We received a copy of Say Zoop! from Chronicle Books in exchange for an honest review. All opinions are my own.
Years ago, our family received Hervé Tullet’s picture book Press Here as a gift. It was the first in the author/illustrator’s series of interactive books for young children, and I remember being dumbfounded at what he had achieved: he made a book feel like a tablet.
The newest book in the series is Say Zoop! Like its predecessors, the book features primary-colored dots as the main event. Readers are instructed to complete simple commands on each spread (It starts, “Put your finger on the dot and say OH!”). Each action the child takes has the appearance of changing what happens on the next spread. The dots change in size, frequency, and cadence.
Say Zoop! adds a new, vocal element to the mix. What does a dot sound like? As our dot changes with each turn of the page, readers are invited to give it a voice. Does a little dot sound different than a big dot? What does it sound like when a line of dots are strung together? How about when they jump off a diving board? (“oh, Oh, OH!”)
As the book progresses, new friends are introduced in the form of different colored dots that make different sounds. This gives siblings and parents a chance to bring their own personality to storytime.
I should also add that the simple sounds and shapes presented are accessible to pre-readers who are working on identifying colors and shapes rather than letters and words. The sounds, shapes and patterns get more complex as the book progresses, which gives kids a chance to sort their ideas while being LOUD, creative and silly.
Did you miss the first two posts in the series? Find them here:
It’s not too late to start your Summer Book Hunt! Download it below to start hunting today!
This post contains affiliate links, which means that Lu and Bean Read may receive a small commission (at no additional cost to you) on products purchased through external vendors.
Kids amaze me with their memory about the details of a book. When I told Bean we were searching for a book about a bicycle she sprinted directly for Thunder Boy Jr.…which is not a book about a bicycle. But she flipped through, and there it was: an illustration of Thunder Boy standing atop his bicycle, being chased by his worried father.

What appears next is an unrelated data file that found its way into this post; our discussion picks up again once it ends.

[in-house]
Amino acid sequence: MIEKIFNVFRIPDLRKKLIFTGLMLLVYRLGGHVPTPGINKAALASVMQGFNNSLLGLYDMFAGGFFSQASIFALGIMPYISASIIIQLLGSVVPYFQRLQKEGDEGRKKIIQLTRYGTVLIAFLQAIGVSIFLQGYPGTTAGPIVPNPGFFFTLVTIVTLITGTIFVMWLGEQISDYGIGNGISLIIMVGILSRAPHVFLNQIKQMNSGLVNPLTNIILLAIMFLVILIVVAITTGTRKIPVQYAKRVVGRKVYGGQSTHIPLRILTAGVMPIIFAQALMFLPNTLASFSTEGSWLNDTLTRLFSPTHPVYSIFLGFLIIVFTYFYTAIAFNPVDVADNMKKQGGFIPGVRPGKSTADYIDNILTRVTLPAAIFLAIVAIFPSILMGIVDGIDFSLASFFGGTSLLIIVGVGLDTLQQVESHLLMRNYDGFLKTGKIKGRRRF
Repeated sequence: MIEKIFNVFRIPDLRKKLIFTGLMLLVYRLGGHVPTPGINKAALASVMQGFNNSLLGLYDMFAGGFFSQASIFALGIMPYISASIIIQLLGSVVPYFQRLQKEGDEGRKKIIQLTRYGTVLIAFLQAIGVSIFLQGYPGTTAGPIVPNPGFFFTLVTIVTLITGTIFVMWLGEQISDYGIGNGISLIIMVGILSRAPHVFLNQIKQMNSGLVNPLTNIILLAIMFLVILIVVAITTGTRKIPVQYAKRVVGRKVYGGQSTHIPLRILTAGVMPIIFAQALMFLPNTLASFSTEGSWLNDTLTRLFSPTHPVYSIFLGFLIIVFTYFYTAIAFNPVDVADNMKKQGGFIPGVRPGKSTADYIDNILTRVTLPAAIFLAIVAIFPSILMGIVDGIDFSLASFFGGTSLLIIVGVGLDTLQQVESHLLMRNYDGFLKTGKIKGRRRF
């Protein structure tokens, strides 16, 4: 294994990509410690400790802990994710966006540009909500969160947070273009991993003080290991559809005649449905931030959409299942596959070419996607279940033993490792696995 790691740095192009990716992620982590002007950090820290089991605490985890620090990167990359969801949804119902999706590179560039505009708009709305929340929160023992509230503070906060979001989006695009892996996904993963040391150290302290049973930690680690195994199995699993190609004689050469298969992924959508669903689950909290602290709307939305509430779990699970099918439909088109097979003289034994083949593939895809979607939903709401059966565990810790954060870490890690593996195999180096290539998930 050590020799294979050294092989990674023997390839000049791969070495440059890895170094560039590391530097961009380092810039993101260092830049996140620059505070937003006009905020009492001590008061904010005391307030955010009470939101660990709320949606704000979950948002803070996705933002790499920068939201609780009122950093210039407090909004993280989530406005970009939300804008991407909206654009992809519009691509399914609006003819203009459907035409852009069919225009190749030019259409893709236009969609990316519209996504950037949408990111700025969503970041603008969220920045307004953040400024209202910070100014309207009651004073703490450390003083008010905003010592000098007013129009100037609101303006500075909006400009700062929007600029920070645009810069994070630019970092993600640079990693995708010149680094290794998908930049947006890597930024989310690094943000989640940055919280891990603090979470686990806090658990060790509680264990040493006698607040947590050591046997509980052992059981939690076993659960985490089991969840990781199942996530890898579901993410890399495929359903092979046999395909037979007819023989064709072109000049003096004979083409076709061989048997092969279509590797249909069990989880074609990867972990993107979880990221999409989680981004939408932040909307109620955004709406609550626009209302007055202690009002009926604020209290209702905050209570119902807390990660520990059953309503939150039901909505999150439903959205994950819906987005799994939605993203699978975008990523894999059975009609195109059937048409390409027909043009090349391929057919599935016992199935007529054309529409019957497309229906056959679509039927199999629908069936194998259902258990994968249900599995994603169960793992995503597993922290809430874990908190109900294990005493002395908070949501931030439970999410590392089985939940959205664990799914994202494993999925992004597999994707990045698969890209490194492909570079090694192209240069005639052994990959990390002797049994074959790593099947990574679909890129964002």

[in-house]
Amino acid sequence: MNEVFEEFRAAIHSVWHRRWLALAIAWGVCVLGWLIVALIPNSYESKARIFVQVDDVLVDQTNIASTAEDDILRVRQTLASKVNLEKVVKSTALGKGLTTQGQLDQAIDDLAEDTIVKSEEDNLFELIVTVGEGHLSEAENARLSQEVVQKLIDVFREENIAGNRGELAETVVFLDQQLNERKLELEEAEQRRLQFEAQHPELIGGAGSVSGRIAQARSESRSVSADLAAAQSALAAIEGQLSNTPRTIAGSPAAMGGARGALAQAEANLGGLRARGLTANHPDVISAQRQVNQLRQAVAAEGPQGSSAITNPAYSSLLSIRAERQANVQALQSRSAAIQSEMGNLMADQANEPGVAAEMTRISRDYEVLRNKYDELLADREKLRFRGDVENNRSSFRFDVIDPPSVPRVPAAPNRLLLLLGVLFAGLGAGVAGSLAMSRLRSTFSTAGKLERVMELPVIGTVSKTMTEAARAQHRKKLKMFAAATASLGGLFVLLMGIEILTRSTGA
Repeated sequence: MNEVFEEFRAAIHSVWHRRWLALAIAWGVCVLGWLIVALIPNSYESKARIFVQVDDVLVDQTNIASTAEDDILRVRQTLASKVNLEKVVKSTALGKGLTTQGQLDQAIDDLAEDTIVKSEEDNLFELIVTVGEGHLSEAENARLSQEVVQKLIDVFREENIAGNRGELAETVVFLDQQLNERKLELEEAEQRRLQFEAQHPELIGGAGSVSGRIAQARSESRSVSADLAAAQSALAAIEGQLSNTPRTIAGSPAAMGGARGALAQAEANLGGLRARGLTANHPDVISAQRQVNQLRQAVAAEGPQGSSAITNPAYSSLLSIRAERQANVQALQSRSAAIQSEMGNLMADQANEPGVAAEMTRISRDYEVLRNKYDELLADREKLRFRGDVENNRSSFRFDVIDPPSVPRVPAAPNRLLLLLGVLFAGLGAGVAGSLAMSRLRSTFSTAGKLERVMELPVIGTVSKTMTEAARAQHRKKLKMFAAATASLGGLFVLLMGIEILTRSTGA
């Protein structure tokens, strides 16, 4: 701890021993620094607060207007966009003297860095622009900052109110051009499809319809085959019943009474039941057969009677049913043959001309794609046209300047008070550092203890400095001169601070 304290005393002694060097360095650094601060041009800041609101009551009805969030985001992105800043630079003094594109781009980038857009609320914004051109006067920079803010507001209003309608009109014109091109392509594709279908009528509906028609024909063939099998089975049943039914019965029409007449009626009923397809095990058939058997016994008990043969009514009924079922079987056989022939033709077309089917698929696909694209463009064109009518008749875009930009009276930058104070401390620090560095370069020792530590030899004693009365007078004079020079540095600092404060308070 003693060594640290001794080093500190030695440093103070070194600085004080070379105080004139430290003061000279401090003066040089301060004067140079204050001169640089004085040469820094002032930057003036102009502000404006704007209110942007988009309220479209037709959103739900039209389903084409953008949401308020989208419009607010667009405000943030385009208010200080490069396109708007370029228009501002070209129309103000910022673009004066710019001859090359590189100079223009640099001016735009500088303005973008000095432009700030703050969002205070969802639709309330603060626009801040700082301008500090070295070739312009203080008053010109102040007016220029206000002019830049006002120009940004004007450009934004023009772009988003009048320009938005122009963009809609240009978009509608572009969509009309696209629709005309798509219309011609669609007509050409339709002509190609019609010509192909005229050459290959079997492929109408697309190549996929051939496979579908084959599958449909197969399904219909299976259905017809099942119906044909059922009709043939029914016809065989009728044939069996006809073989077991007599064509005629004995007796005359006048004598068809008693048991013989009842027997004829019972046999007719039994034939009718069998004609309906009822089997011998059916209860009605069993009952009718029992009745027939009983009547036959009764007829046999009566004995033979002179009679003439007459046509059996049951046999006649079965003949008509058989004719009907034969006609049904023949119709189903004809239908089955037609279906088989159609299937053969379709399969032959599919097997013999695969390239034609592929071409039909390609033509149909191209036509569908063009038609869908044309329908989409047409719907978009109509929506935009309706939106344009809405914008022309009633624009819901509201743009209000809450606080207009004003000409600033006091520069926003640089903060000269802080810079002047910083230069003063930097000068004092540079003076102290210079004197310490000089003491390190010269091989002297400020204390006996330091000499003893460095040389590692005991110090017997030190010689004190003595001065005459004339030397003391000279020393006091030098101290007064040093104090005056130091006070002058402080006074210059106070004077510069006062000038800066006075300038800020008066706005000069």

Thunder Boy Smith has a unique name. His mom and his sister have “good, normal” names, but Thunder Boy is not a normal name. Thunder Boy doesn’t even get to have his not-so-normal name to himself—he has to share it with his dad, Thunder Boy Sr., otherwise known as Big Thunder. In the end, an unspoken understanding leads to a resolution in the form of a new name that honors the father’s legacy while allowing the son his own identity.
This unique picture book is all about how different kids and families do things around the world. (It’s also, as I noted on Instagram this week, a great way to get that old Montell Jordan song stuck in your head.)
Learn what these kids wear to school, how they play, how they unwind at the end of the day, and how they spend time with their families. The book is illustrated, but has photos of the families featured at the end, which helps kids understand that This is How We Do It is a nonfiction book. Read our review in our roundup of our favorite books from July 2017.
Full disclosure: I have not read this book. Bean read it at preschool and reports back that it’s hilarious. And since this is her Summer Book Hunt, she gets to choose the books! The description from Amazon:
A rooster who just wants to sleep in gets a little help from a friend in this laugh-out-loud picture book from New Yorker artist Mike Twohy. Rupert the rooster knows that every morning when the sun comes up he must cock-a-doodle-do—no matter what. But Rupert is terrible at waking up! And even worse, he can never, ever sleep in. Life just isn’t fair. When his friend Sherman the Sheep volunteers for the job, everything is perfect. Or is it?
Yum! This is our favorite Summer Book Hunt category. And Peter Sis made it easy for us by writing a book all about an Ice Cream Summer.
It starts out with a young boy writing a letter to his grandpa about how good he’s being this summer. He’s reading, doing his math, and studying history. Turns out, all of his summer learning is a guise for eating lots of ice cream. But surely, he’s earned a trip to the ice cream store with Grandpa after all that hard work?